Pomegranate Gallery, SoHo NY

Hassan Massoudy was born in Iraq in 1944, and at the age of seventeen, he began working with calligraphers in Baghdad for eight years. In June 1969, he attended Fine Arts School in Paris, France and has lived there ever since.

Massoudy's creations came out from the meeting of the past and present, Eastern art and Western art, and tradition and modernity. He has perpetuated the tradition of calligraphy craft while also as breaking tradition at the same time. Massoudy simplifies lines, tending to purer lines and adding color. In his work, Massoudy introduces signs, letters, words and sentences, at times borrowing from famous poets and great writers like Schiller or Khalil Gibran.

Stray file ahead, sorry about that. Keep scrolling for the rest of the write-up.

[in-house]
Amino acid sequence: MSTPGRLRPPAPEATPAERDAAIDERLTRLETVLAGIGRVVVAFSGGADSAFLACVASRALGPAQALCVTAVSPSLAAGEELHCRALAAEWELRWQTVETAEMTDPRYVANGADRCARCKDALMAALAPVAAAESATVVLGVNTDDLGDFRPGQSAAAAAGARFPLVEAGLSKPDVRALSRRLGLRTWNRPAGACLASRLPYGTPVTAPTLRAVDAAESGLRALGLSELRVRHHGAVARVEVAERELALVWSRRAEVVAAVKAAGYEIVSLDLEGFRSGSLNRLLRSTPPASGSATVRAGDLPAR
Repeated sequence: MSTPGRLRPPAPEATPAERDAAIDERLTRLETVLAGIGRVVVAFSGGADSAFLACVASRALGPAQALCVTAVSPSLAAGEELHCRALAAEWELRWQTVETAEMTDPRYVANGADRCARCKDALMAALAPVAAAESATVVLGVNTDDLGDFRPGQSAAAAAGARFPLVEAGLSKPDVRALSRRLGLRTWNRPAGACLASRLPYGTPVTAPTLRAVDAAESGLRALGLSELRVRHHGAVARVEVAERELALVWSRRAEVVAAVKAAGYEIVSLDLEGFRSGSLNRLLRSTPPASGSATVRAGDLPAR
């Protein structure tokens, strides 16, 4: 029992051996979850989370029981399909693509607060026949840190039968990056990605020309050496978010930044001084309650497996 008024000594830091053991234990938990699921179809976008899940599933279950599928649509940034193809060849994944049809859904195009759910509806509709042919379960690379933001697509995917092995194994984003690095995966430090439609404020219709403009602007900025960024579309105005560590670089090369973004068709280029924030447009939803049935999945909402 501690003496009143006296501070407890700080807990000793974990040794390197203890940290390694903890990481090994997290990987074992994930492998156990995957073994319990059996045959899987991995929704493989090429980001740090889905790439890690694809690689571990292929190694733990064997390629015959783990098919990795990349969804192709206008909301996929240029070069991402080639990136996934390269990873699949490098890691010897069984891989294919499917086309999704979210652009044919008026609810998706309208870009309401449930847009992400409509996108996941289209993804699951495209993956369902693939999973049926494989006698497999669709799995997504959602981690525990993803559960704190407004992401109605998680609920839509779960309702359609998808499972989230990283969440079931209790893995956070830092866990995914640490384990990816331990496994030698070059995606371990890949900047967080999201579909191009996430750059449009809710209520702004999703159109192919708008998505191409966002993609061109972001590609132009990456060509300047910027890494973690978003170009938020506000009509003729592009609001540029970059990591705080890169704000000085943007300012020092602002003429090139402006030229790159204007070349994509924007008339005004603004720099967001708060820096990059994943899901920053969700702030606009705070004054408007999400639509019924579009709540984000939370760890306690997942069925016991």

Massoudy explains how poetry becomes calligraphy:

I count the straight letters then the curves so as to be able to create a rhythm by composing them.
I dream about those letters.
I imagine the word in different styles of calligraphy.
I sketch a felines, transforming the letters, I move them around, adjust them.

The line, as a dynamic force, and in its adequate relation with the meaning of words, must reflect two things: on the one hand strength and rigor, on the other abandon and grace. The line's aspect must suggest a direction: a pushing or pulling gesture, quick or slow, heavy or light, calm or bursting fort.

Calligraphy is like all the other arts, the expression of happiness and suffering go side by side. Do and undo, and grow through each experience.

“Sur la terre il y a place pour tous” – Schiller

Water based pigments on paper
29.5 x 23.75 inches (75 x 55 cm)
“La terre est ma patrie et l’humanite ma famille” - Gibran
Water based pigments on paper
29.5 x 21.75 inches (75 x 55 cm)
133 Greene Street
NY, NY 10012